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Guenther v. Hawthorn Mellody

MARCH 14, 1975.

ARTHUR C. GUENTHER, PLAINTIFF-APPELLANT,

v.

HAWTHORN MELLODY, INC., DEFENDANT-APPELLEE.



APPEAL from the Circuit Court of Cook County; the Hon. WALTER J. KOWALSKI, Judge, presiding.

MR. JUSTICE LORENZ DELIVERED THE OPINION OF THE COURT:

Rehearing denied April 17, 1975.

Plaintiff appeals from a judgment in favor of defendant in a personal injury action. On appeal he contends: (1) that the trial court erred in denying his motion for judgment notwithstanding the verdict, (2) that the jury's verdict was against the manifest weight of the evidence, (3) that the trial court erred in admitting evidence of earnings from his partnership, and (4) that the trial court erred in refusing to permit him to show his permanent loss of earnings over his entire life.

At trial the following evidence pertinent to the appeal was adduced.

For the plaintiff:

Arthur Guenther on his own behalf

He is 55 years old and a partner in a business selling fertilizer, hay, grain and feed which employed five persons full time. His duties included soliciting business, driving a semi-trailer truck to Wisconsin and Indiana to pick up purchases, loading and unloading the truck, helping in maintenance of the trucks, and other minor duties.

On August 26, 1968, he and his son drove to the defendant's farm in Libertyville to make a delivery. On their arrival he saw Glen Konow, defendant's manager who instructed him to place the hay on the east side of the second floor of the barn through the middle door. He moved his truck to a position under this door and went into the barn and up the stairs into the hayloft. The hayloft is an area approximately 120 X 80 feet and has several openings or chutes in the floor through which hay can be pushed to the animals on the floor below. These chutes were either clearly visible or surrounded by guard rails for protection. The floor was covered practically solid by chaff, sometimes up to 6 inches deep and it was hard to see the floor or its condition.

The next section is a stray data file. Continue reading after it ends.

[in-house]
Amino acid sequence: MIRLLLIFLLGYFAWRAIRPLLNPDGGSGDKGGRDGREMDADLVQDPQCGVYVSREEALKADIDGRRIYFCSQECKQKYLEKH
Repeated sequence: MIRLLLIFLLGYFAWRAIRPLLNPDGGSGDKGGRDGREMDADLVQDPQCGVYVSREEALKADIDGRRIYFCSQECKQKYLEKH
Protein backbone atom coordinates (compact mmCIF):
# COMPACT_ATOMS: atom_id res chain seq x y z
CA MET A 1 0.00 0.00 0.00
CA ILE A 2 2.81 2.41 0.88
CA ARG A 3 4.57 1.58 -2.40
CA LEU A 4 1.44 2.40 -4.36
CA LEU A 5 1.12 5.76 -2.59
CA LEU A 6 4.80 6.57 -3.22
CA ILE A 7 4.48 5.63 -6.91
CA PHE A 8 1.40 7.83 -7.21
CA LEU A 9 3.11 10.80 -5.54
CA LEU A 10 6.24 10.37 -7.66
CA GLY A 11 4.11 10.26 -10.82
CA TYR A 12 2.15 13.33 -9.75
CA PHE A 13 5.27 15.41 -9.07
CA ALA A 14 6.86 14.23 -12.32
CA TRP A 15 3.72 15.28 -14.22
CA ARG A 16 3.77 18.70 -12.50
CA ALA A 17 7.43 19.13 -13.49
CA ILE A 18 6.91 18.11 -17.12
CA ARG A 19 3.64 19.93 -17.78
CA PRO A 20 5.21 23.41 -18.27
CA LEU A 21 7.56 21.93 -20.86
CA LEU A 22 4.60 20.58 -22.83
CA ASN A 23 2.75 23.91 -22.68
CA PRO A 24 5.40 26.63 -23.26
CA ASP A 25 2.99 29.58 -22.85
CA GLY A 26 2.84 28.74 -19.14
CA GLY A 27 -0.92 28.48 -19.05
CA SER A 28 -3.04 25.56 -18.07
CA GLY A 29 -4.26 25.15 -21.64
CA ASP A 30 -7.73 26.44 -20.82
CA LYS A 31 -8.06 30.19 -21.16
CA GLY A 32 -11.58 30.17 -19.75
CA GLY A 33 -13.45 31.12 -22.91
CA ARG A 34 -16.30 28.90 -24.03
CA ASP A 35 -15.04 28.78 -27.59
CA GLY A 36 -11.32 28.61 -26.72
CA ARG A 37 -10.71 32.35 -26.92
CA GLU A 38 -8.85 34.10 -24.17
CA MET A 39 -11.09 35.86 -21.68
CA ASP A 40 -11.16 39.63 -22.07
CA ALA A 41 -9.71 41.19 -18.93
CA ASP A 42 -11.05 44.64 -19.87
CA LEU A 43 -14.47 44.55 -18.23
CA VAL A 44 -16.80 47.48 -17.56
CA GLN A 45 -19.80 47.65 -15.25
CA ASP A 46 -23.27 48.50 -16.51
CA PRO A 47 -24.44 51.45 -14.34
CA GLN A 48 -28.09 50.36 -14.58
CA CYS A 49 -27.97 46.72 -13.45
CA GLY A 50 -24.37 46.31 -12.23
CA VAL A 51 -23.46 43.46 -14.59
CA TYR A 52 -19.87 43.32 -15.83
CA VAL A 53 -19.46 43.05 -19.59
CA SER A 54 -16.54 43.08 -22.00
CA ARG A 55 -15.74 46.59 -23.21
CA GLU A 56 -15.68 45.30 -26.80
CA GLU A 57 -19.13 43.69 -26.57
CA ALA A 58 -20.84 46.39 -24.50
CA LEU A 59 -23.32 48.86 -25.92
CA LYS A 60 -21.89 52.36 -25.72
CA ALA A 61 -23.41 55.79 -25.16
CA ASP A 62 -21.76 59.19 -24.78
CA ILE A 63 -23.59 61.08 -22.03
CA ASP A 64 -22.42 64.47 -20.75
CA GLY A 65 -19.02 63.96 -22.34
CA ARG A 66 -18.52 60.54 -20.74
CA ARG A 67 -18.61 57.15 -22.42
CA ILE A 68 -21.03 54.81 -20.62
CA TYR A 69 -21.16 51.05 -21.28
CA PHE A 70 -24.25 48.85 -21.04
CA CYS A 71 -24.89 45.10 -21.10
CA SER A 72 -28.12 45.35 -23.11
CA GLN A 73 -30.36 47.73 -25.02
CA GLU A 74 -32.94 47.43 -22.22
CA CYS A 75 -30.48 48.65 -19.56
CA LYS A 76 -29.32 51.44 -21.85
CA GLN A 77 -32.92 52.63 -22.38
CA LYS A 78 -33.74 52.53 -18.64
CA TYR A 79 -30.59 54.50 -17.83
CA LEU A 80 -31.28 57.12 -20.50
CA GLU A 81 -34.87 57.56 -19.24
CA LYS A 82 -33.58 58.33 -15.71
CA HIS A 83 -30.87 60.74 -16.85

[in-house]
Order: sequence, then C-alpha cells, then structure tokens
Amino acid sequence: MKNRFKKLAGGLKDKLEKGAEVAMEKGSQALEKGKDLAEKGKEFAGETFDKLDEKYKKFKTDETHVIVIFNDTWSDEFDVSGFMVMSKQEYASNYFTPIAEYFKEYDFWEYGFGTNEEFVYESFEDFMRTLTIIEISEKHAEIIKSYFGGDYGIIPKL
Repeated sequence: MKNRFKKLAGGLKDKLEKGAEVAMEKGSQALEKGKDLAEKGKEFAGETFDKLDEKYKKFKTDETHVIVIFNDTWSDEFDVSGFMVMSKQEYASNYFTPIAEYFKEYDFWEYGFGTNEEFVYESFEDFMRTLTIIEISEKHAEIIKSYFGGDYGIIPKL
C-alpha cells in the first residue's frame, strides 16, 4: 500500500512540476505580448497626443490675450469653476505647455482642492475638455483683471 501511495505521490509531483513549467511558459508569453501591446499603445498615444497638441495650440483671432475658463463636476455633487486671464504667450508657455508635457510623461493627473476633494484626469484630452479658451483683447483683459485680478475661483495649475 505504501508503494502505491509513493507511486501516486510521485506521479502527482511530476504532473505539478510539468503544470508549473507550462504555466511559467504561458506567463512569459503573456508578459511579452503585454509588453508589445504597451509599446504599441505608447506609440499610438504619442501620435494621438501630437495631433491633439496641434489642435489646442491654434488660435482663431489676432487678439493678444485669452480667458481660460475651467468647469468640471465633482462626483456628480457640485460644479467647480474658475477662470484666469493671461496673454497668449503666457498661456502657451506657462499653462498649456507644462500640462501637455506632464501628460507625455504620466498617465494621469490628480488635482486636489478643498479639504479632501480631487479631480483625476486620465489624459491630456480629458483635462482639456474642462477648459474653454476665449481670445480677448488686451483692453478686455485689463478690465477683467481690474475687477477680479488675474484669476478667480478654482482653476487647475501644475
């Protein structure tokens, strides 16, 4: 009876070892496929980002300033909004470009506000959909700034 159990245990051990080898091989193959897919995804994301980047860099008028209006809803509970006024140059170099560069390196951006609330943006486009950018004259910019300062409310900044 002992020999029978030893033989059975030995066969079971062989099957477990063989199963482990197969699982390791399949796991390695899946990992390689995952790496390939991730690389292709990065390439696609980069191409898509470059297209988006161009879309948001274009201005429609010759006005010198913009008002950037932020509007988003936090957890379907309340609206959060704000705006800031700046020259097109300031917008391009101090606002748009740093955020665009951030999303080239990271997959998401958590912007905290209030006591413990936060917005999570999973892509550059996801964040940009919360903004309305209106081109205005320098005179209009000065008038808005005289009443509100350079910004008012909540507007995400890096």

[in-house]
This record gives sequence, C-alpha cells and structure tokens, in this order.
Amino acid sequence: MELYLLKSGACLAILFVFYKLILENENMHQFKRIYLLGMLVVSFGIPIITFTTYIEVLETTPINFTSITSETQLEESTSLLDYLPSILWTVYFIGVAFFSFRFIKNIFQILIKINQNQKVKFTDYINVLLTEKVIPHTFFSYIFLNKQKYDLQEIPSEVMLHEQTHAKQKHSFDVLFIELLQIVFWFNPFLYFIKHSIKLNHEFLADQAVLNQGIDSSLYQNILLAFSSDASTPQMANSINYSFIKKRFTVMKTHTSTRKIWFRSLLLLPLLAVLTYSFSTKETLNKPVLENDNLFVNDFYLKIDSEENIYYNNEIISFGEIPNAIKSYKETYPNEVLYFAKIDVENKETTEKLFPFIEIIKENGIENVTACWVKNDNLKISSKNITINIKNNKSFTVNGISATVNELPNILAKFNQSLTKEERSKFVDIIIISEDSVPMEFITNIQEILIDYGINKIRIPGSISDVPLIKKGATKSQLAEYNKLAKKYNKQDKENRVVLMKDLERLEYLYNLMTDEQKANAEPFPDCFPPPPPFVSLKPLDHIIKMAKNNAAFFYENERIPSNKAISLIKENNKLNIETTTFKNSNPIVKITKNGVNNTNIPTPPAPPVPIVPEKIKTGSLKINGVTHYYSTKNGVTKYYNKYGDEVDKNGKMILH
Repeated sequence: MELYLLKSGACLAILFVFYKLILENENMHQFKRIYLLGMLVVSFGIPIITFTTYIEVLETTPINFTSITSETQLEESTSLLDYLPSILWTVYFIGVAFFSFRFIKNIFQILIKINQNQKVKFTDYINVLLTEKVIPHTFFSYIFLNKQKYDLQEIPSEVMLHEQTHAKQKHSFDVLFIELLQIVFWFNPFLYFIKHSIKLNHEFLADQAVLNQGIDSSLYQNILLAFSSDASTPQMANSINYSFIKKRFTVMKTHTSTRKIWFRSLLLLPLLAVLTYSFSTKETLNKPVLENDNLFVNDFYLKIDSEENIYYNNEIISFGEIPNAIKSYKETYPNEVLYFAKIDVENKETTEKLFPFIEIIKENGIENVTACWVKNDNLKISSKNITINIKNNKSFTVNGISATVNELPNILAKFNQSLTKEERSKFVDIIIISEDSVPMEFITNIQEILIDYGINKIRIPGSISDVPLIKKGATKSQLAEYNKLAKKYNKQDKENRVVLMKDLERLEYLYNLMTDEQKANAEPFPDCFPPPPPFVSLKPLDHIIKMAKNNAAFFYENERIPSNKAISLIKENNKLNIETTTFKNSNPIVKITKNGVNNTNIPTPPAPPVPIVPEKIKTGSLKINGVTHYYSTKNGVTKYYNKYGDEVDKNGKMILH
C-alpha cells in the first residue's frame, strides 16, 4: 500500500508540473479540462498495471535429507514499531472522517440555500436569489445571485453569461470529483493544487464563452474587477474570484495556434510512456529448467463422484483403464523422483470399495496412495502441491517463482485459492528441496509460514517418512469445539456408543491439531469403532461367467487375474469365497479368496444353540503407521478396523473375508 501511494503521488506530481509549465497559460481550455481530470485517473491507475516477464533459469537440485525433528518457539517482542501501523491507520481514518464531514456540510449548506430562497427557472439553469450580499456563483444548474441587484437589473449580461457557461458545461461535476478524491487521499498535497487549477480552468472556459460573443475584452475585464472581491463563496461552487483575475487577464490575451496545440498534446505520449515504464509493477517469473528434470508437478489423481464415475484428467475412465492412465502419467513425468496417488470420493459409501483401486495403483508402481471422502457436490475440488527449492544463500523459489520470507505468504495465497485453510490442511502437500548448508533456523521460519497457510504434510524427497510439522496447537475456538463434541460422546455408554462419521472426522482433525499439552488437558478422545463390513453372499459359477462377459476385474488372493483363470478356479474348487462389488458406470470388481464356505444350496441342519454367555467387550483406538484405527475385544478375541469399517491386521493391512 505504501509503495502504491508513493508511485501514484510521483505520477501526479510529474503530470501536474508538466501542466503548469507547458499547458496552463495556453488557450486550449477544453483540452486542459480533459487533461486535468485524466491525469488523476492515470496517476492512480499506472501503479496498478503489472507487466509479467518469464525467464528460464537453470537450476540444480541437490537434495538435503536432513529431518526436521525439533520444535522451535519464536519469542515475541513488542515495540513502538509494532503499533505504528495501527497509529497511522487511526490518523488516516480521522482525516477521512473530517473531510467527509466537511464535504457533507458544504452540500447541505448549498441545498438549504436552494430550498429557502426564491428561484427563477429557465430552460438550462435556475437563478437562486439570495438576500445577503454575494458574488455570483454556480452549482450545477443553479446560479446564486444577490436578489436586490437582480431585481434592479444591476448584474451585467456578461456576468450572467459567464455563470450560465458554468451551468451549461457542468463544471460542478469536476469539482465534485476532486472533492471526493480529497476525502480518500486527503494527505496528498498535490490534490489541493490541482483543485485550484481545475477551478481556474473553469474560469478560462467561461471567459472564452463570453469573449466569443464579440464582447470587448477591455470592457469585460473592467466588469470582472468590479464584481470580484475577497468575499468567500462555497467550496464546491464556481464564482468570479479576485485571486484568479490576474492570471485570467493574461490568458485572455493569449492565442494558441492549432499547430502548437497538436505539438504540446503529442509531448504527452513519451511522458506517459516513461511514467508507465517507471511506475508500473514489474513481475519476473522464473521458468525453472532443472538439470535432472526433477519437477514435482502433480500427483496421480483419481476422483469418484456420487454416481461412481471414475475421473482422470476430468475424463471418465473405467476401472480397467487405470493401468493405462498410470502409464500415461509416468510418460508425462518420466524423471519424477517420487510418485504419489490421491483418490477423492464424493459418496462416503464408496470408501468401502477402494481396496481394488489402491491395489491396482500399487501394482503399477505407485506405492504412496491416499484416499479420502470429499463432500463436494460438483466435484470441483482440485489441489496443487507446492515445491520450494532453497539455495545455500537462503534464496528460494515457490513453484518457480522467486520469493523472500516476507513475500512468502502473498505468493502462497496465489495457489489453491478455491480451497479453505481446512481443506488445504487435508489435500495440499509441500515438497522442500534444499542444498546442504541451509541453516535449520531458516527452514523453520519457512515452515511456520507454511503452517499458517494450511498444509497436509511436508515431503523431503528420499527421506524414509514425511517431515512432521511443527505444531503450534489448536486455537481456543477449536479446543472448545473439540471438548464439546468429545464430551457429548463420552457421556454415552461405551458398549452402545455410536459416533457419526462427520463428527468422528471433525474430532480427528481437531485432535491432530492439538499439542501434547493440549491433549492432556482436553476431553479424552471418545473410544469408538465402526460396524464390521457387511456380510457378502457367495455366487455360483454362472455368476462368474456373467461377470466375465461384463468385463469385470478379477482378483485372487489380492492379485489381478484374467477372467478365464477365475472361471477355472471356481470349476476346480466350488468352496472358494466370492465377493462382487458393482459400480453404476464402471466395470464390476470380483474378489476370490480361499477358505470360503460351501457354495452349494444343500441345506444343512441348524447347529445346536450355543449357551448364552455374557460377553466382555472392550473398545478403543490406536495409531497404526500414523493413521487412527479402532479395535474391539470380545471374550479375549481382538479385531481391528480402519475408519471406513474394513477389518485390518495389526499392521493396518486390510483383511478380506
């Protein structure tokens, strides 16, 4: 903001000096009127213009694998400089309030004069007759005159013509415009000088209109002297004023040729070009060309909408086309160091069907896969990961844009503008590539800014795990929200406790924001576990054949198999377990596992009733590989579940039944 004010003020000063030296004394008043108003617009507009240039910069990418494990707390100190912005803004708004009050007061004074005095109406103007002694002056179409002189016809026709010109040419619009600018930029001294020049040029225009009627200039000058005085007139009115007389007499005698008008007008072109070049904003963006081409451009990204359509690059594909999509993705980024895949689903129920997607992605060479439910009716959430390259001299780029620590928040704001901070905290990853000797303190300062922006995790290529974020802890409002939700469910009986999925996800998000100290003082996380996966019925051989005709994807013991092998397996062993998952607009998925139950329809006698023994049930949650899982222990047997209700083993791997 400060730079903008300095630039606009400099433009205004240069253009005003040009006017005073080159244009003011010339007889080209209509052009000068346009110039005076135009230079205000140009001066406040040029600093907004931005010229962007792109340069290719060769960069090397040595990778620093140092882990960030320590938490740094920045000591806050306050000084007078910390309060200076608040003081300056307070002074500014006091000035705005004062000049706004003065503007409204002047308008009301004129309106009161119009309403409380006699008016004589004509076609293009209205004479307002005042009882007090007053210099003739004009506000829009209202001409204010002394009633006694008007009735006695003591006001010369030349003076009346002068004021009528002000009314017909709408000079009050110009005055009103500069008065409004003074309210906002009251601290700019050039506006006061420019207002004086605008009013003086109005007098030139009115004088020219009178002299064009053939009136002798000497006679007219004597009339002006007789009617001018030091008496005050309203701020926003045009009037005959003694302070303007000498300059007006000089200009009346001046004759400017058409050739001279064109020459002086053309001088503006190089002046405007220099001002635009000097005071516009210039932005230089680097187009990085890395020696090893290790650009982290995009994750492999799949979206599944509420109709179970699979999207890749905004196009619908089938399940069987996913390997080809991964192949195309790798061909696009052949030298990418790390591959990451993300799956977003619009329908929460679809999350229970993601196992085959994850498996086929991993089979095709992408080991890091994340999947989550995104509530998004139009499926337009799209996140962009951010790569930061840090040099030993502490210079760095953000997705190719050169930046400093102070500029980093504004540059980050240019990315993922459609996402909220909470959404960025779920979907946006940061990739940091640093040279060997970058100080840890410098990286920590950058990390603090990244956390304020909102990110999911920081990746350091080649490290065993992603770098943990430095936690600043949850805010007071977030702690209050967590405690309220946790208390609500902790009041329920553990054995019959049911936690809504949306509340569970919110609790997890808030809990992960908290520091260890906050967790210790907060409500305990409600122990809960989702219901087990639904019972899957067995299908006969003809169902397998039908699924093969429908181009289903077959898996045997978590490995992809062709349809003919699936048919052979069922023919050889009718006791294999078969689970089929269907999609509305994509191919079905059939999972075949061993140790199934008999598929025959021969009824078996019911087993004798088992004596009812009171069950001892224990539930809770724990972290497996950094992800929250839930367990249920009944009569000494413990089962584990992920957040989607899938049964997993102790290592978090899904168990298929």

He and his son started dragging the elevator which weighed 350 pounds across the loft from the west side to the east side. The elevator was used to carry the hay bales up to the hayloft area.

After dragging it to within 6 feet of the middle door they set it down to take a rest. Plaintiff took a step back and fell through the floor of the loft, landing on the ground floor 12 feet below the loft. Paul Kottke was the first person to reach him after the fall. Plaintiff had severe pain and was covered by hay and chaff.

He was hospitalized for several weeks and incurred medical bills of approximately $2,800 including out-patient treatment. He returned to work on a limited basis in January, 1969, working only about 2 hours per day. Later he gradually increased this to 5 hours per day. He was not able to perform many of his prior duties including loading and unloading of the trucks and driving the semi-trailers for pick ups and deliveries.

He testified that his services to the partnership were worth approximately $10,000 per year before the accident, but afterwards were worth only $5,000 per year. On cross-examination, he testified that his profits from the partnership as reported on his income tax returns were $7,500 in 1966, $9,100 in 1967, $10,200 in 1968, $10,960 in 1969, $12,900 in 1970, $13,400 in 1971, and $17,600 in 1972.

Gerald Guenther

In addition to corroborating his father's testimony he testified that after his father fell, he went down to the ground floor. He looked up at the loft ceiling and noticed braces which formed a rectangular opening of about 3 feet by 4 feet in size. Surface material from the ceiling was hanging down through the hole. Old broken boards ...


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